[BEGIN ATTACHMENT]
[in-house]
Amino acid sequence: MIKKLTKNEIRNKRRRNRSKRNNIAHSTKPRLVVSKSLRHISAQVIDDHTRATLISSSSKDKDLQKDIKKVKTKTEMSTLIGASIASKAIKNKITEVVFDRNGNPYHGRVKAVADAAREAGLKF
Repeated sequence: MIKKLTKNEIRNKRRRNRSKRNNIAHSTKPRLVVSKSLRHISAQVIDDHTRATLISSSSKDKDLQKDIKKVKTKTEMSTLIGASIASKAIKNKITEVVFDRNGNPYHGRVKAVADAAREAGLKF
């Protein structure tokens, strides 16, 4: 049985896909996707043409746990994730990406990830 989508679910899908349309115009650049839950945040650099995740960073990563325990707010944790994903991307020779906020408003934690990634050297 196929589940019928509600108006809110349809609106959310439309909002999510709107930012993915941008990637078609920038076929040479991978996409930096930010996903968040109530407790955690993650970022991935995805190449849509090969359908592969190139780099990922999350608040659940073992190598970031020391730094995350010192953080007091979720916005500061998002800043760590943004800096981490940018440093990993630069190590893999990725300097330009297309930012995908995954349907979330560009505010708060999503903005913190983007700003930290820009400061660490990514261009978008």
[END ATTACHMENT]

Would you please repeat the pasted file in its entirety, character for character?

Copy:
[in-house]
Amino acid sequence: MIKKLTKNEIRNKRRRNRSKRNNIAHSTKPRLVVSKSLRHISAQVIDDHTRATLISSSSKDKDLQKDIKKVKTKTEMSTLIGASIASKAIKNKITEVVFDRNGNPYHGRVKAVADAAREAGLKF
Repeated sequence: MIKKLTKNEIRNKRRRNRSKRNNIAHSTKPRLVVSKSLRHISAQVIDDHTRATLISSSSKDKDLQKDIKKVKTKTEMSTLIGASIASKAIKNKITEVVFDRNGNPYHGRVKAVADAAREAGLKF
């Protein structure tokens, strides 16, 4: 049985896909996707043409746990994730990406990830 989508679910899908349309115009650049839950945040650099995740960073990563325990707010944790994903991307020779906020408003934690990634050297 196929589940019928509600108006809110349809609106959310439309909002999510709107930012993915941008990637078609920038076929040479991978996409930096930010996903968040109530407790955690993650970022991935995805190449849509090969359908592969190139780099990922999350608040659940073992190598970031020391730094995350010192953080007091979720916005500061998002800043760590943004800096981490940018440093990993630069190590893999990725300097330009297309930012995908995954349907979330560009505010708060999503903005913190983007700003930290820009400061660490990514261009978008």